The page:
Unemployment, 2020
Average public deficit (-) / surplus (+), 2016-2020 - % GDP
Public debt 2020 - % GDP
Average current account surplus, 2016-2020



Based on a 1,30 multiplier (GDP real growth caused by TCCs issuances) the outcome is:


Strong GDP recovery.

Unemployment back to pre-2008 crisis levels.

Strong improvement in public deficit / public debt.


The 1,30 multiplier estimate is consistent with recent findings (including from Olivier Blanchard, former IMF chief economist) and is likely to be conservative, as the multiplier is usually higher when demand recovers from depressions.


Even a much lower (0,70) multiplier would anyway result in a significant GDP / employment recovery and in a lower public debt ratio to GDP (public deficit being unchanged).

Safeguard clauses



The EU requires Eurozone members to offset, mainly by raising taxes and/or cutting public expenditures, any shortfall vis-a-vis public deficit targets.



But in a demand-depressed environment, such actions are procyclical, deteriorate the economy and fail to improve public finances status.



A TCC program could contemplate a set of safeguard clauses much more flexible and effective:



Instead of cutting expenditures, replace certain euro expenses with TCC-funded expenses.

Instead of only increasing taxes, compensate higher levies by granting TCC to taxpayers (ie compulsory euro-for-TCC swaps).

Issuing longer term TCC (tax-backed bonds) to reduce euro debt.

Offer, on a voluntary basis, to TCC holders (upon expiration) to postpone using them, in exchange for a face value increase (ie an interest “paid” in “tax money”).



This allows to constantly achieve, without any procyclical effect on the economy:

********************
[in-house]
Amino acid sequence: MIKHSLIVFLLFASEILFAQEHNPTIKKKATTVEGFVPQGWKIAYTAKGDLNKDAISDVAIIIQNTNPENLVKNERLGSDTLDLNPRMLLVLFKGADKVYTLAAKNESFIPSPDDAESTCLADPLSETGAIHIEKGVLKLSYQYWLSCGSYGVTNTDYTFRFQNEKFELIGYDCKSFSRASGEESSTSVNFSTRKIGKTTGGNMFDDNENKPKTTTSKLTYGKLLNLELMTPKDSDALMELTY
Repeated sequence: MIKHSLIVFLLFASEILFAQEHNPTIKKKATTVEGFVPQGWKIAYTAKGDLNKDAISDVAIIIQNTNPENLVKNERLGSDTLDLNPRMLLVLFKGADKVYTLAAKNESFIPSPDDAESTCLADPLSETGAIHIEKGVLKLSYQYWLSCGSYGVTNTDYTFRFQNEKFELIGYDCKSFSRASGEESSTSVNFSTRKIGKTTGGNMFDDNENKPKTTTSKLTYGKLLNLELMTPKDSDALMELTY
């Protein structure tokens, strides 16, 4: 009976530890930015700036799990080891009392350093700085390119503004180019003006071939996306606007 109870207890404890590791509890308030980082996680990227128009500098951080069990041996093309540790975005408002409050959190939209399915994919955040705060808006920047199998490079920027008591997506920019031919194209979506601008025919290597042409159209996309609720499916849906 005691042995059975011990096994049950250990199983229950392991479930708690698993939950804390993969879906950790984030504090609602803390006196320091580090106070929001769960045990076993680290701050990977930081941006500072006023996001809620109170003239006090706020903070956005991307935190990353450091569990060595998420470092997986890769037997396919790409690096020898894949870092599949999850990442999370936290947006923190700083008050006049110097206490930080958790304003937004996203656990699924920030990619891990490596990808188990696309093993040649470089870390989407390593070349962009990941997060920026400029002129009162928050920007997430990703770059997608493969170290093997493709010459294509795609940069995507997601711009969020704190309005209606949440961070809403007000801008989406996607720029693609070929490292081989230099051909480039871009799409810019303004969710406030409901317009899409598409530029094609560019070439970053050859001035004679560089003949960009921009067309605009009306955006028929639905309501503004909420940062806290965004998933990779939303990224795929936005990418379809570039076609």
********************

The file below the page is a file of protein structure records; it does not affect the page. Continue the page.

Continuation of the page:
===> A zero balance between euro outflows and euro inflows, in each year.

===> A steady fall in the public debt / GDP ratio, to attain the Fiscal Compact 60% target.

9 commenti:

  1. Are TCCs a promise to pay tax? If so, every promise is debt. Also, tccs are legal tender because issued by a legal Government. And finally they'll become a currency because of the money market, at least for a brief period of time.

    1. They are legal tender (after the two year initial delay period) in the issuing state, and just for obligation toward public administrations. They are not legal tender in other Eurozone countries: so they do not conflict with the ECB monopoly status to issue euro (ie money which is legal tender in the whole of Eurozone).
      They are not debt as there is no obligation to reimburse them.

    2. Every promise is a debt. Just because you don't have the obligation to reimburse them doesn't mean "tccs" is not a debt. You don't have to pay interest but you gotta to sustain tccs on the money markets anyway. There is no difference for your balance sheet. There is no free lunch in this world pals. So long.

    3. It is a commitment, not a debt, as there is no reimbursement obligation.
      No need to sustain it: it's valuable as you can use it for future tax payments.
      And it's not a free lunch: additional value is created as TCCs implies more purchasing power, then more demand, which puts to work resources (including people) currently idle.

    4. A commitment or a promise are the same thing.

    5. Sure they are. But they are not necessarily a debt.

    6. Every promise is a debt since the mists of time.

    7. TCCs are not a debt you can be forced to default on.

    8. If the State is not forced to default, people will be. And if people is forced to default by the State, people will be looking for another kind of State above it and much more democratic. As they did in the past.